Open Now!: Shakespeare by the Book

This year, libraries, museums, theaters, and universities across the globe are marking the four-hundredth anniversary of William Shakespeare’s death by celebrating his life and works. In our small corner of the world here at UVA, the Albert & Shirley Small Special Collections Library is making its own unique contribution to the festivities with the exhibition, Shakespeare by the Book: Four Centuries of Printing, Editing, and Publishing.

Few literary works have been preserved, transformed, or reinvented in print as often as the plays of William Shakespeare. From the First Folio to YOLO Juliet, this exhibition of over one hundred items shows how shifting assumptions, expectations, aesthetics, and needs have determined what it means to print Shakespeare “by the book.”

All Gallery The exhibition is broken up into three “acts.” The first, “Scarcity & Excess,” investigates the tension between the very few extant texts of Shakespeare’s work from the seventeenth century and the many variants that exist in the volumes that do survive. Highlights include the Library’s First Folio fragment of Much Ado About Nothing and Love’s Labour’s Lost (1623) and our quarto of King Lear (1619). As part of the Folger Shakespeare Library’s First Folio tour, a complete First Folio will join the exhibition for the month of October.

The Handmade Book

Folio editions printed around the same time as the first two Folios of Shakespeare, including two books printed at the same printing house as the First Folio, reveal some of the characteristics of English printed books in the 1620s and 1630s.

The second act, “We Quarrel in print,” traces how editors have transformed the text of Shakespeare  at two key moments: the eighteenth century  and the mid-twentieth century. In the latter period, UVA English Professor Fredson Bowers and UVA English Ph.D. Charlton Hinman played a pivotal role in Shakespearean scholarship. Highlights include landmark editions of Shakespeare, two videos about Bowers and Hinman’s contributions to bibliography, our research into a minor–but majorly interesting–edition of Shakespeare from the 1780s, and a “listicle” of the best editorial insults by the first generations of Shakespeare editors.

Shown here is Lewis Theobald’s book-long attack on Alexander Pope’s edition of Shakespeare, Shakespeare Restored.

The final act, “Friends, Romans, countrymen” explores the myriad ways Shakespeare has been transformed for a variety of audiences in the modern era, from the child to the bibliophile. Miniature books abound in this section, as do gorgeously illustrated editions of Shakespeare’s plays. Blinking beautifully over this section of the exhibition will be our famous watch ticking out Sonnets 18 and 130 in Morse code.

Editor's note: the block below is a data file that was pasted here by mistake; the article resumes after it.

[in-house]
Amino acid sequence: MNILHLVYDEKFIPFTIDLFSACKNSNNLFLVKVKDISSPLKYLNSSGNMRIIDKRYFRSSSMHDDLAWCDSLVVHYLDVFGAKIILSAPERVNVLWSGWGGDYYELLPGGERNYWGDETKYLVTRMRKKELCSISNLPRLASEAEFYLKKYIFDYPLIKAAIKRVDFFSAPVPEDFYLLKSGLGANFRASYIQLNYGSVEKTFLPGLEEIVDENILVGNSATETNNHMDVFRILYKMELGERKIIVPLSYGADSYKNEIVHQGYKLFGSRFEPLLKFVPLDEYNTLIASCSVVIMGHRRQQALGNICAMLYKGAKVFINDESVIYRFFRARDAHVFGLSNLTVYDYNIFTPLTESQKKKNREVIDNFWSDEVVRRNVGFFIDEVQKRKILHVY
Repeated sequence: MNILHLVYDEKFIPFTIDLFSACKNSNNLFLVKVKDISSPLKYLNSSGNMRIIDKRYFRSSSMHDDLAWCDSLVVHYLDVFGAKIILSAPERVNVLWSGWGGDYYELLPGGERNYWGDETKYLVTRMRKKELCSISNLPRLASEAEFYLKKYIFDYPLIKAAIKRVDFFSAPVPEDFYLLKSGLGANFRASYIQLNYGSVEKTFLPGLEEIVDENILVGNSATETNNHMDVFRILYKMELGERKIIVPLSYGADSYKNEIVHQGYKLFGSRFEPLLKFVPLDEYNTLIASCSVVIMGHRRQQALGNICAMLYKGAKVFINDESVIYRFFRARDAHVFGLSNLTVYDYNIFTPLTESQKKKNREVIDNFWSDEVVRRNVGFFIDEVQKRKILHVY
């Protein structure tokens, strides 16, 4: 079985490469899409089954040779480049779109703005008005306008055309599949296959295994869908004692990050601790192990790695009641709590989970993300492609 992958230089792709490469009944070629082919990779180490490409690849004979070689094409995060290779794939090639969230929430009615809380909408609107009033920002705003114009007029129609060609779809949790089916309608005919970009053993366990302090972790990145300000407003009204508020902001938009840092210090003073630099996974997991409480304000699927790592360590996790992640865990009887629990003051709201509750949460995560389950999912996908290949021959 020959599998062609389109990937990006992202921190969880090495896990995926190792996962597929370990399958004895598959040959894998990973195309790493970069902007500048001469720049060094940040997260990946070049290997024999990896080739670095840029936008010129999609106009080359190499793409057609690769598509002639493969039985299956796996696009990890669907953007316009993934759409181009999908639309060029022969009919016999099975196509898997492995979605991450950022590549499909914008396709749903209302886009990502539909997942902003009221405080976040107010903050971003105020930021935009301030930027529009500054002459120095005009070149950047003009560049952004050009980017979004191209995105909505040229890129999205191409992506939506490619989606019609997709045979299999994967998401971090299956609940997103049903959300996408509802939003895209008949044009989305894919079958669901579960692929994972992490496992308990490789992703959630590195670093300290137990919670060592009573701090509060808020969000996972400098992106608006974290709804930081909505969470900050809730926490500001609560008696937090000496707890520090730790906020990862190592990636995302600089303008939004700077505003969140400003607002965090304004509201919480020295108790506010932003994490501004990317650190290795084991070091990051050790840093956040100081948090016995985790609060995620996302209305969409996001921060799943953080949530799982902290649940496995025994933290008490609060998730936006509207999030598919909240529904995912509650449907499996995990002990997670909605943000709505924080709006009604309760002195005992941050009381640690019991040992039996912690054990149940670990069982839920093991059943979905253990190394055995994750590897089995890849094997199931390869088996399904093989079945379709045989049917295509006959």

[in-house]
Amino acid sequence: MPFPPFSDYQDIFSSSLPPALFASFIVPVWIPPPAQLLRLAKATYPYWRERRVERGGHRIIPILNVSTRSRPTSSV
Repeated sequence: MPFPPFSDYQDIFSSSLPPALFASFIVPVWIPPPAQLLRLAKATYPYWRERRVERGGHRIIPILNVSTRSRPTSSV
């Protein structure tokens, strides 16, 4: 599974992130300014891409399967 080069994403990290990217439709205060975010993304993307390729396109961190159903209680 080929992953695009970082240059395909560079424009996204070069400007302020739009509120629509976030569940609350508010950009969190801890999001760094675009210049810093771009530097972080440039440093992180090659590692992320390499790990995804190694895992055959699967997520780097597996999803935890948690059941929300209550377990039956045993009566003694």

Shown here are photographs of famous Shakespearean actors whose performances also inspired textual editions of the Bard.

Shown here are photographs of famous Shakespearean actors alongside books associated with them.

mini-merchant

One of more almost 150 miniature volumes of Shakespeare in the exhibition. This example is from the 1904 Ellen Terry edition of Shakespeare.

Other highlights include images from the monumental Boydell Shakespeare and a how-to-collate Shakespeare workstation.

Our miniature Boydell Shakespeare Gallery with prints of Shakespeare's The Tempest, Midsummer Night's Dream, Othello, and King Henry VI, Part Two.

The exhibition includes a feature on how technology of the mid-twentieth century allowed editors to compare copies of Shakespeare’s works with greater accuracy and speed. While we pay a great deal attention to Charlton Hinman’s collating machine, we have installed a more user-friendly Lindstrand Comparator in the gallery so visitors can try to compare two pages themselves. It takes a bit of time to see comfortably through the lenses, but soon you will see variants pop off the page! Come check it out.

The exhibition runs through December 29, 2016, with the Folger Shakespeare’s Library’s First Folio making its appearance for the month of October. A public reception will be held on Friday February 26th from 5–7 PM. All are welcome and encouraged to attend!

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  1. Pingback: Shakespeare in Miniature | The Shakespeare blog

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